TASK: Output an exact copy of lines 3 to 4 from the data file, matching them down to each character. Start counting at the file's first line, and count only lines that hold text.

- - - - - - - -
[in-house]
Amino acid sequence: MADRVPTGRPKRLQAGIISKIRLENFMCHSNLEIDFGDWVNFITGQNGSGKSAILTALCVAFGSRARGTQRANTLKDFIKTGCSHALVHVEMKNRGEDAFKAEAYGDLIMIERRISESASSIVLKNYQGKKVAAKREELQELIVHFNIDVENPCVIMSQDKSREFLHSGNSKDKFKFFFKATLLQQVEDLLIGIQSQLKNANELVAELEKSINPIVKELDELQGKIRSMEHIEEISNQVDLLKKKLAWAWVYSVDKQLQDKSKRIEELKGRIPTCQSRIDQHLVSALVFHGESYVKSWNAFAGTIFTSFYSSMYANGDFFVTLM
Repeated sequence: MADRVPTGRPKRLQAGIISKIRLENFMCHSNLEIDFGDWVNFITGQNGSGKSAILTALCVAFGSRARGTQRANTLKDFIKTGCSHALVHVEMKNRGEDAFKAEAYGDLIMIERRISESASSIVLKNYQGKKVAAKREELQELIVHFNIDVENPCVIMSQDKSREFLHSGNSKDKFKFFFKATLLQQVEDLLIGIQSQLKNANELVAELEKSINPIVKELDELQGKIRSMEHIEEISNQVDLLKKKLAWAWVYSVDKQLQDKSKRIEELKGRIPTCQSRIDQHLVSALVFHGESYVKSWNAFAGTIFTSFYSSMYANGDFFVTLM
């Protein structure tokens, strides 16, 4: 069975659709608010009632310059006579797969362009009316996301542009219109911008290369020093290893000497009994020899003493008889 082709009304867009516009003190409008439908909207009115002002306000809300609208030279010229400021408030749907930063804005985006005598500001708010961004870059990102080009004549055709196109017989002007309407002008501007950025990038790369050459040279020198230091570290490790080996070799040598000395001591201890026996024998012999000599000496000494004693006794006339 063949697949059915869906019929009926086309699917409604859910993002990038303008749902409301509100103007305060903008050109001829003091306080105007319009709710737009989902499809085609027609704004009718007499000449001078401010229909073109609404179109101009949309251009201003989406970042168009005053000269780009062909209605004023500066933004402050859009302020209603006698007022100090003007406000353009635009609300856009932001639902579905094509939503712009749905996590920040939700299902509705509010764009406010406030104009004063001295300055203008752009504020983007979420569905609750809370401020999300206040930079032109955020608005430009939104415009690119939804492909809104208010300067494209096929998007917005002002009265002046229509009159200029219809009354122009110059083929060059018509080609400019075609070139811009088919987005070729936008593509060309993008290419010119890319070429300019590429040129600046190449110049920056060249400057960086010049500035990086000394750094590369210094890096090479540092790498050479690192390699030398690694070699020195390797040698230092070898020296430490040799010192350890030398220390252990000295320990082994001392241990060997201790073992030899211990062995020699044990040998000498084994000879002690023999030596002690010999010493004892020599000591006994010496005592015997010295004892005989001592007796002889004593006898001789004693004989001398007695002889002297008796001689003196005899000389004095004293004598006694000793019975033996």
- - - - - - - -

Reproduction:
Repeated sequence: MADRVPTGRPKRLQAGIISKIRLENFMCHSNLEIDFGDWVNFITGQNGSGKSAILTALCVAFGSRARGTQRANTLKDFIKTGCSHALVHVEMKNRGEDAFKAEAYGDLIMIERRISESASSIVLKNYQGKKVAAKREELQELIVHFNIDVENPCVIMSQDKSREFLHSGNSKDKFKFFFKATLLQQVEDLLIGIQSQLKNANELVAELEKSINPIVKELDELQGKIRSMEHIEEISNQVDLLKKKLAWAWVYSVDKQLQDKSKRIEELKGRIPTCQSRIDQHLVSALVFHGESYVKSWNAFAGTIFTSFYSSMYANGDFFVTLM
């Protein structure tokens, strides 16, 4: 069975659709608010009632310059006579797969362009009316996301542009219109911008290369020093290893000497009994020899003493008889 082709009304867009516009003190409008439908909207009115002002306000809300609208030279010229400021408030749907930063804005985006005598500001708010961004870059990102080009004549055709196109017989002007309407002008501007950025990038790369050459040279020198230091570290490790080996070799040598000395001591201890026996024998012999000599000496000494004693006794006339 063949697949059915869906019929009926086309699917409604859910993002990038303008749902409301509100103007305060903008050109001829003091306080105007319009709710737009989902499809085609027609704004009718007499000449001078401010229909073109609404179109101009949309251009201003989406970042168009005053000269780009062909209605004023500066933004402050859009302020209603006698007022100090003007406000353009635009609300856009932001639902579905094509939503712009749905996590920040939700299902509705509010764009406010406030104009004063001295300055203008752009504020983007979420569905609750809370401020999300206040930079032109955020608005430009939104415009690119939804492909809104208010300067494209096929998007917005002002009265002046229509009159200029219809009354122009110059083929060059018509080609400019075609070139811009088919987005070729936008593509060309993008290419010119890319070429300019590429040129600046190449110049920056060249400057960086010049500035990086000394750094590369210094890096090479540092790498050479690192390699030398690694070699020195390797040698230092070898020296430490040799010192350890030398220390252990000295320990082994001392241990060997201790073992030899211990062995020699044990040998000498084994000879002690023999030596002690010999010493004892020599000591006994010496005592015997010295004892005989001592007796002889004593006898001789004693004989001398007695002889002297008796001689003196005899000389004095004293004598006694000793019975033996």